Monday, August 25, 2014

5 Signs That We Are Not Living in a Post-Racial Society

Despite the claims by some - typically white pundits who love to pontificate and hear their own voices - that America has transformed itself into a post racial society, the truth is that racism remains alive and well.  Indeed, the Republican Party and falsely named "Christian" family values organizations work diligently to keep it alive and to whip up fears among angry aging whites who are terrified of losing their so-called white privilege.  One need look no further than Ferguson, Missouri or sit a a criminal courtroom to see that minorities are not treated the same as their white counterparts.  A piece in Salon lays out additional signs that the pundit class has their heads up their proverbial ass.  Here are highlights:
In the wake of the Ferguson shooting, a recent Pew poll finds that 47 percent of whites believe that “race is getting more attention than it deserves,” with regards to the death of Michael Brown, while only 18 percent of African-Americans feel the same. Meanwhile, a similar Pew study found that whites are far less likely to see discrimination in the treatment blacks receive by the education system, the courts and hospitals. Such views are held by many Americans, who believe that “blacks are mostly responsible for their own condition.” Police killings of unarmed blacks are certainly the most visible manifestation of systemic racism, but data show that racism still manifests itself frequently in everyday life.

In America, race determines not just where someone lives and what school he or she attends, it affects the very air we breathe. Although many whites wish to believe we live in a “post-racial” society, race appears not just in overt discrimination but in subtle structural factors.

[A] cursory examination of major structural racial problems can give us a feeling for how far we still have to go
1) Education
Education is an important key to fostering upward mobility and alleviating inequality. However, schools today are becoming more segregated, rather than less segregated. At the peak of integration, 44 percent of black Southern students attended majority white schools. Today, only 23 percent do. This is particularly worrying because recent research by Rucker C. Johnson finds that school desegregation benefited black students, because it “significantly increased both educational and occupational attainments, college quality and adult earnings, reduced the probability of incarceration, and improved adult health status.” . . . At the college level, the situation is little better.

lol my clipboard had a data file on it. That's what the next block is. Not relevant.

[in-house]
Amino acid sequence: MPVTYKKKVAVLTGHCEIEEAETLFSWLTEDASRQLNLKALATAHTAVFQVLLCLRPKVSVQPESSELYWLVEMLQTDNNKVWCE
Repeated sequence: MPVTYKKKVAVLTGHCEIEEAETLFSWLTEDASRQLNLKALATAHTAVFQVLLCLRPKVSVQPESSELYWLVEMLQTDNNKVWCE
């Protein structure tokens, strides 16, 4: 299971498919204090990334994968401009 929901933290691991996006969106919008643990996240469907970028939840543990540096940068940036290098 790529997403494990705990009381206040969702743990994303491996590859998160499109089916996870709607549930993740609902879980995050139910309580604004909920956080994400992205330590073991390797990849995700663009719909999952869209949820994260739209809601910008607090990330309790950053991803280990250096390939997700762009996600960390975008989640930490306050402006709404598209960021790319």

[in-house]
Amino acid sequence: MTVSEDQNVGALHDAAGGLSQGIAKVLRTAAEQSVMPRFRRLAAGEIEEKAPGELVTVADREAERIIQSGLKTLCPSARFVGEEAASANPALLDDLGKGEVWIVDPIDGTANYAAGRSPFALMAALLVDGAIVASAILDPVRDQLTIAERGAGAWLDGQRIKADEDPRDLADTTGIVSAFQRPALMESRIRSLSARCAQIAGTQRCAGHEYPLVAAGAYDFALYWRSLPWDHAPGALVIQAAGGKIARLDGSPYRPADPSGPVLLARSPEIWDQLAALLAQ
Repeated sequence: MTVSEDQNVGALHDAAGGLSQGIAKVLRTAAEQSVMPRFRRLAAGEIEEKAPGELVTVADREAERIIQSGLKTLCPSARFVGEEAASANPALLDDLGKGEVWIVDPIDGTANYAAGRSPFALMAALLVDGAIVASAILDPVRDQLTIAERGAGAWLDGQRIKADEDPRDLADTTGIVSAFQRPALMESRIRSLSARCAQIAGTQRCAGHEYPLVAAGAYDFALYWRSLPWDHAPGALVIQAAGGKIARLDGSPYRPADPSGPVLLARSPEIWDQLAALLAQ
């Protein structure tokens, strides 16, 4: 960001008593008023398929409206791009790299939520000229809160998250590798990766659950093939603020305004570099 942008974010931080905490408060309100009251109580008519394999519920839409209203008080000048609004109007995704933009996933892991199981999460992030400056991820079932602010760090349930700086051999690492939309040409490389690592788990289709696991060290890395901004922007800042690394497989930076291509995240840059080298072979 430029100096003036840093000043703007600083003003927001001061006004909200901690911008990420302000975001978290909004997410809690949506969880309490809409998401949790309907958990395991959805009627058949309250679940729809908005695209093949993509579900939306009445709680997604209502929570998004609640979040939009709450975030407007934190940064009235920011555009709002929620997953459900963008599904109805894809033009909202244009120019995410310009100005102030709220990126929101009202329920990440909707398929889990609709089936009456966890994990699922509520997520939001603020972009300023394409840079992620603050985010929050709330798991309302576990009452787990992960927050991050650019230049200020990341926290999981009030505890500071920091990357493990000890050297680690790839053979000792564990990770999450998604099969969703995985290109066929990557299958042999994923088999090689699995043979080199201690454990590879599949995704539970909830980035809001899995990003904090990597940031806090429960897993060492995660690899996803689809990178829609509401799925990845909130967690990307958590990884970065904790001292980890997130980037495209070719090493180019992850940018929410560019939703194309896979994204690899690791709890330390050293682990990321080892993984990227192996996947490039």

2) Wealth
There is a large racial wealth gap between blacks and whites in America, partially driven by income but exacerbated by racially biased housing policies (which will be examined below). A recent research brief by the Institution on Assets and Social Policy finds that the wealth gap between white families and African-Americans has tripled between 1984 and 2009. The recession has only exacerbated the gap, with whites losing 11 percent of their wealth between 2007 and 2010, while blacks lost 31 percent and Hispanics 44 percent.

3) Job Markets
Unemployment is particularly high among African-Americans, the result of both explicit discrimination and occupational segregation. . . . Occupational segregation, or the delegation of blacks to jobs with low upward mobility and wages, is rife.. . . . People of color are far more likely to rely on public infrastructure, and therefore suffer from cuts to public transportation. Decades of housing segregation have trapped African-Americans in jobless areas with badly understaffed schools.

4) Upward Mobility
Possibly the defining American attribute is the dream of upward mobility. Sadly, this tends to be more farce that fact — America lags behind other developed countries in measures of upward mobility. But recent research by Raj Chetty, Nathaniel Hendren, Patrick Kline, Emmanuel Saez, shows that levels of upward mobility vary across the country — and is strongly predicted by income inequality and racial segregation. . . . . Specifically, they note the importance of segregation, “areas that are more residentially segregated by race and income have lower levels of mobility.”

5) The War on Drugs
The socioeconomic realities discussed above cannot be divorced from the war on drugs: It is a war that is primarily fought against people of color in the country. One in 12 working-age African-American men is incarcerated; and while whites and blacks use and sell drugs at similar rates, African-Americans comprise 74 percent of those imprisoned for drug possession.

The most disturbing fact is that in almost all of these areas, we have actually seen previous progress eroded, even while we proclaim ourselves a post-racial society. It’s time to take an honest look at race in America. We probably won’t enjoy it. But we need it.
What ultimately drives racism is the inability of people - usually white conservative Christians - to see anyone who is different be it in terms of skin color, national origin or sexual orientation, as equally human.

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